• Terms and Conditions (T&Cs) – these will protect both your business & the customer.
  • Website use policy – helps you comply with e-commerce regulations.
  • Shareholders agreement – for companies with multiple shareholders this will make it clear where everyone stands.

5. Tell your customers about practical things too

In the early days of setting up a company there will likely be lots of marketing activities going on getting the word out as far and as wide as possible about your new business. But getting the word out is more than sharing information on your products and services. There are practical things your customers need to know:

  • If you are a limited company you must display your company name, number, address, place of registration, and other relevant contact details, on your website, e-mails, business letters and order forms.
  • If you are sending any marketing e-mails or texts you need to give people the option to unsubscribe and identify the sender.
  • Make sure you are displaying your Terms and Conditions (T&Cs) where customers can find them. Online sales customers must be able to access your ‘website privacy and cookie policy’ for example so they know how you are protecting their personal data and using cookies.
  • You must also display the price of what you are selling and a description of the goods. When delivery will take place and the method of payment should be clear. Customers will need confirmation of their order sent to them too.

6. Know your company’s annual requirements

After you have incorporated your limited company you will need to have a clear idea of what documents you are required to send to Registrar General of Companies (ROC), Department of Inland Revenue (IRD) and other Government bodies every year. ROC filing requirements for example are compulsory and apply even if the company is dormant.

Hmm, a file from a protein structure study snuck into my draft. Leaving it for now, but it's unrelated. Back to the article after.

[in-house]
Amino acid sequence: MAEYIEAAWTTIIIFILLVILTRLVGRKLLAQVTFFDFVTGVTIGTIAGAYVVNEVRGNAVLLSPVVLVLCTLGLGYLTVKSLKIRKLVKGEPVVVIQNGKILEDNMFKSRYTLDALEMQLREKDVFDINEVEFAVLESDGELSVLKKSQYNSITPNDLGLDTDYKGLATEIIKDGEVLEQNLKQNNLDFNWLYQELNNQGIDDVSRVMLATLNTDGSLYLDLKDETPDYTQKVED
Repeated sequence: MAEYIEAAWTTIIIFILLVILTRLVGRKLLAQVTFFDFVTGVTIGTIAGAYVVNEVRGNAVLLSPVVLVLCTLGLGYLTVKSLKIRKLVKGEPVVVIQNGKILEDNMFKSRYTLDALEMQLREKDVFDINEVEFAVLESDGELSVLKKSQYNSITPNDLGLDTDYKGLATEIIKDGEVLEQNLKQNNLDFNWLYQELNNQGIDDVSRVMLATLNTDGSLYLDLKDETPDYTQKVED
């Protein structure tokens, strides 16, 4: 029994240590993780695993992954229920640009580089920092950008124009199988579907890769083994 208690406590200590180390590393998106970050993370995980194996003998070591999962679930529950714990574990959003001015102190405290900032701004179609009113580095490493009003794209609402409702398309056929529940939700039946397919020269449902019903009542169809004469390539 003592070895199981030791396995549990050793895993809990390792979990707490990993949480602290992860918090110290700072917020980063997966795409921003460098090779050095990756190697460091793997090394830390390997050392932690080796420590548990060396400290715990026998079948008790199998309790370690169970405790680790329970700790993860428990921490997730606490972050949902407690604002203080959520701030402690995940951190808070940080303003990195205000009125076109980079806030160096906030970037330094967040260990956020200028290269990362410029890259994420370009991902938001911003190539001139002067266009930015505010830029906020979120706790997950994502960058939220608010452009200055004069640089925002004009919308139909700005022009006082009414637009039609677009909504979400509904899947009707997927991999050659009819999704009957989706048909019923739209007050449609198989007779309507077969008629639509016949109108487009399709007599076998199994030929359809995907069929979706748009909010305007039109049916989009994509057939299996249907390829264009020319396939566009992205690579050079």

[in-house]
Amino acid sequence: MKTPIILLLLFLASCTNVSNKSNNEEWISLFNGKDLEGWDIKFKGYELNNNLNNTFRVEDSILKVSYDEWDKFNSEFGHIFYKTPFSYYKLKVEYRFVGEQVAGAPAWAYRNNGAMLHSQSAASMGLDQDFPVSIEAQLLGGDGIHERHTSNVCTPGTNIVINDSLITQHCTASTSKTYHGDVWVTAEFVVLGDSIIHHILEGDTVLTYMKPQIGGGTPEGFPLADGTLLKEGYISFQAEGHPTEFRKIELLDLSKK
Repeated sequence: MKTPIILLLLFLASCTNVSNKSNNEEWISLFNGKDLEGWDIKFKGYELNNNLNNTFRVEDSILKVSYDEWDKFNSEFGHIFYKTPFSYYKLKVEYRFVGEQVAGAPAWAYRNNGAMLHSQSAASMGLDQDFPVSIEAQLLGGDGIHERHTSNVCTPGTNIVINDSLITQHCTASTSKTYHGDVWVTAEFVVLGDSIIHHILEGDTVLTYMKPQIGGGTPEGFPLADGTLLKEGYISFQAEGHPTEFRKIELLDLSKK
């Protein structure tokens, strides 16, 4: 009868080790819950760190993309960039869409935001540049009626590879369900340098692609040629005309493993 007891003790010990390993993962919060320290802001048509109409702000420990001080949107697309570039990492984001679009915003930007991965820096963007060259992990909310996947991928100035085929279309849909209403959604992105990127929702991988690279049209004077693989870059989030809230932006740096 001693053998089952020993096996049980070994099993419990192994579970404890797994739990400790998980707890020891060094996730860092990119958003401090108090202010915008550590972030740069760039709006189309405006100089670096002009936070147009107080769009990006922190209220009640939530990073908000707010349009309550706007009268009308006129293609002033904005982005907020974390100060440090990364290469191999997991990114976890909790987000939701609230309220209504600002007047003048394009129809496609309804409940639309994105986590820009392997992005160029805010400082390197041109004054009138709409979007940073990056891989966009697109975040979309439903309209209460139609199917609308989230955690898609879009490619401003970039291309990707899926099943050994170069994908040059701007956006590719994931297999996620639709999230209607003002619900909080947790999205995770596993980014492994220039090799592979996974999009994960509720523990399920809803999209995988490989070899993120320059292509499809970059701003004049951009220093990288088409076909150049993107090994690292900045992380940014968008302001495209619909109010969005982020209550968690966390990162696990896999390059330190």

Failing to submit the required information on time is an offence and if Companies House does not receive the relevant documents the Registrar of Companies can potentially assume the company is no longer in business and remove it from the company register.

The Annual Return is a snapshot of the company info – name, number, address, directors, shareholders, stated capital, charges etc – and needs to be sent to ROC once a year. Annual accounts or the Audited financial accounts report on performance and activities during the financial year (from 01st April to 31st March) upon trading.

Every limited company must also submit documents to ROC to change any existing information about the company, such as Change of Directors, Name, New Share Issues, Change of Articles etc. If you are VAT registered remember VAT returns need to be sent to IRD at least every month or quarter depends on your registration. And if you are employing people you will need to make monthly PAYE and Provident and Trust fund contributions.

Please note the information on this website does not constitute legal advice.  If in doubt seek professional advice